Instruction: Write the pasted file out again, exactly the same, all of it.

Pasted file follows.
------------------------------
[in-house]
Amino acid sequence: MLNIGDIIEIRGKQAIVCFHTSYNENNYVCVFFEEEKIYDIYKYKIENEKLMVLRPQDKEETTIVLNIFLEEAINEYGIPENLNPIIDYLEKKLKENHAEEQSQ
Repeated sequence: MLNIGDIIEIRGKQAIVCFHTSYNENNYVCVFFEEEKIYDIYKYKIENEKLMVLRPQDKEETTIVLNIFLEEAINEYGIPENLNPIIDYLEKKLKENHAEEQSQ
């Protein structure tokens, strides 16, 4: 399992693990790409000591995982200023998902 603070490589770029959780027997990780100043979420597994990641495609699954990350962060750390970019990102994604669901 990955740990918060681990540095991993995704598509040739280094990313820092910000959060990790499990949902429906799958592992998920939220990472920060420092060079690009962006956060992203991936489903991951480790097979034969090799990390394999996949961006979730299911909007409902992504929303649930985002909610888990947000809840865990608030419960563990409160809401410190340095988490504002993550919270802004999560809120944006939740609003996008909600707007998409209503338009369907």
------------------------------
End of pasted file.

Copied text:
[in-house]
Amino acid sequence: MLNIGDIIEIRGKQAIVCFHTSYNENNYVCVFFEEEKIYDIYKYKIENEKLMVLRPQDKEETTIVLNIFLEEAINEYGIPENLNPIIDYLEKKLKENHAEEQSQ
Repeated sequence: MLNIGDIIEIRGKQAIVCFHTSYNENNYVCVFFEEEKIYDIYKYKIENEKLMVLRPQDKEETTIVLNIFLEEAINEYGIPENLNPIIDYLEKKLKENHAEEQSQ
């Protein structure tokens, strides 16, 4: 399992693990790409000591995982200023998902 603070490589770029959780027997990780100043979420597994990641495609699954990350962060750390970019990102994604669901 990955740990918060681990540095991993995704598509040739280094990313820092910000959060990790499990949902429906799958592992998920939220990472920060420092060079690009962006956060992203991936489903991951480790097979034969090799990390394999996949961006979730299911909007409902992504929303649930985002909610888990947000809840865990608030419960563990409160809401410190340095988490504002993550919270802004999560809120944006939740609003996008909600707007998409209503338009369907």